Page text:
Stonehenge. The word conjures up visions of thousands of slaves struggling to set giant stone lintels atop colossal standing stones. Of Druid priests in flowing white robes performing ultra-secret rituals within the sacred circle. Of summer and winter solstices, when sunbeams pierced the precisely spaced stones and fell on the monolithic sandstone altar, alerting priests to the shift of seasons.
I couldn’t leave England without seeing this iconic site and my friend, Heather Cowper, who so graciously let me camp out at her house in Bristol, offered to be my chauffeur for the day. Shortly before the 9 a.m. opening hour we stood at the head of the queue, hoping to get photos before the swarms of tourists descended. English Heritage, the organization charged with managing the site, had agreed to grant us access slightly before the official opening time. We had about a three minute head start on the crowd but by the time we made it around to the far side, where the light was good enough for photos, people were already congregating.
I was disappointed. In addition to the crowds, the walking path is so far away from the site that it’s difficult to conceive of the immensity of the stones or the tremendous undertaking it must have been to raise them. Stonehenge seemed less significant, less imposing than I had expected. Hoping that the audio guide would provide inspiration, I put away my camera, donned the headphones, and retraced my steps to the beginning of the self-guiding tour.
I learned immediately that Stonehenge was never a Druid site. This false belief likely stems from the work of William Stukeley, author of the 18th century book, Stonehenge, A Temple Restor’d to the British Druids. In it, he correctly deduced that the site had been constructed by residents of ancient Britain, rather than Romans or Danes. He also recognized the standing stones as a temple used by priests and Druids were the only priests Stukeley knew about. In actuality, Druids didn’t appear until more than a thousand years after Stonehenge was abandoned, but by the time archeologists had set the record straight the myth had become ingrained in Stonehenge lore.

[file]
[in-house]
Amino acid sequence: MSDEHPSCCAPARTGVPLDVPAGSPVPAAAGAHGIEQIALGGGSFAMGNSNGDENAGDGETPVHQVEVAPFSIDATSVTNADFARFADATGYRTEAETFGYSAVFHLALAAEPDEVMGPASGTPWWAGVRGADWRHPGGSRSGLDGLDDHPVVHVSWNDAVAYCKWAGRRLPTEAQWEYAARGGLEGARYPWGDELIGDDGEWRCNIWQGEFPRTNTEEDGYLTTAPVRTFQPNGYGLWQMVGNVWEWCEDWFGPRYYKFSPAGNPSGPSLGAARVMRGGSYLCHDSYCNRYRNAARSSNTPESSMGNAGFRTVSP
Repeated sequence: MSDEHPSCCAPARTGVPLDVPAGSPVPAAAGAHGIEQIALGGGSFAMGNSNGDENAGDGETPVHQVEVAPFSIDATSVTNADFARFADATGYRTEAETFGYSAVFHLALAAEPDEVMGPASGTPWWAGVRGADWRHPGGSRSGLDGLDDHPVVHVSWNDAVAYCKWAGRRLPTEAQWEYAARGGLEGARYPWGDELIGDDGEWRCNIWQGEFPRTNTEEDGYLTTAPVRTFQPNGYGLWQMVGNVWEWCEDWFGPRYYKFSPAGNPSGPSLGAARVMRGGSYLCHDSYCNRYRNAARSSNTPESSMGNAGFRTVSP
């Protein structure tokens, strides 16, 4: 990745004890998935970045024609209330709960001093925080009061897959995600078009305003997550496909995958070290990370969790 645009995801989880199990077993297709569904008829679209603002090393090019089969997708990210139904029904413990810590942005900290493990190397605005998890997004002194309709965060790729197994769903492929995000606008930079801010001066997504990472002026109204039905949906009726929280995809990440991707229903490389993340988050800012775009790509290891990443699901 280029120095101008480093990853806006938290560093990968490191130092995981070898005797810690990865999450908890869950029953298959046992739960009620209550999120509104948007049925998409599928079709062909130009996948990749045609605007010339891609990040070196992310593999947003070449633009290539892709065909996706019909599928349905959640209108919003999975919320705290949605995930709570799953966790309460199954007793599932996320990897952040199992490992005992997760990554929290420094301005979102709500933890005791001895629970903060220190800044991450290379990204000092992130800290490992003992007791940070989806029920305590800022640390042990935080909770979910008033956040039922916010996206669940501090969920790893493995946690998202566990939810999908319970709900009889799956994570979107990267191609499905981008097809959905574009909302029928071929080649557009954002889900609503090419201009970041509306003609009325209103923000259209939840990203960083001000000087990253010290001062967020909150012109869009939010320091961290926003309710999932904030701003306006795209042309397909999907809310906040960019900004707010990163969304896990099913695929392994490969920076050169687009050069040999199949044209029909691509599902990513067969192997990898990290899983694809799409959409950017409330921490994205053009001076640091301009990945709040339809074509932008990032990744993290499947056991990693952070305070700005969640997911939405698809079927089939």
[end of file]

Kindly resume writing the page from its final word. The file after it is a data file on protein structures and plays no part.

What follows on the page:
Through radiocarbon dating, we know that the first phase of Stonehenge, a roughly circular enclosure about 360 feet in diameter, was built between 3000 and 2920 B.C.. Initially it was a simple ditch surrounded by a high bank formed from excavated native chalk. Today the grass-covered mound and ditch are still visible but back then it would have shone brilliant white in the sunshine. It was painstakingly dug with simple tools like deer antlers and ox jawbones and the chalk was likely moved with baskets or skins. In its earliest form, Stonehenge was nothing special. It was just another circular enclosure, one of many built around the same time. But then the stones began to arrive.
The largest standing stones, some of which weigh more than 44 tons, are known as sarsens. These giant slabs of extremely hard sandstone are only found 19 miles to the north. Experiments have shown that they could have been dragged to the site by 200 people pulling a sledge running on wooden rails. Less easily explained are the 80+ bluestones, some of which weigh nearly six tons, that were brought from the Preseli Hills of Wales, approximately 150 miles away. How they were transported, and why, is one of the enduring secrets of Stonehenge. Whatever the reason, by 2000 B.C. the stones had been raised and secured in place using techniques borrowed from carpentry: tongue-and-groove joints were employed between lintels, while mortice-and-tenon fittings (a protruding peg on the top of each upright that fit into a corresponding hollow on the bottom of each lintel) were used to secure lintels to the top of the upright stones.
As I listened, I was struck by the enormity of the task of building such a structure with only rudimentary tools and brawn. I imagined the plain crawling with workers and could almost hear the stone masons chipping away the last rough edges, ensuring an exact fit. But why it was built and what it was used for is still in question. Even today, we are not certain. Flat plains stretch away from it in all directions, thus it was not built for defensive reasons and there is no evidence that it was ever lived in. Archeological excavations have confirmed that it was a burial site for males with a higher social ranking. As I studied the stones it occurred to me that they don’t look much different from many present-day above ground tombs I have seen all over the world. Stonehenge could have been a cemetery, but a cemetery would not explain the unique alignment of the site.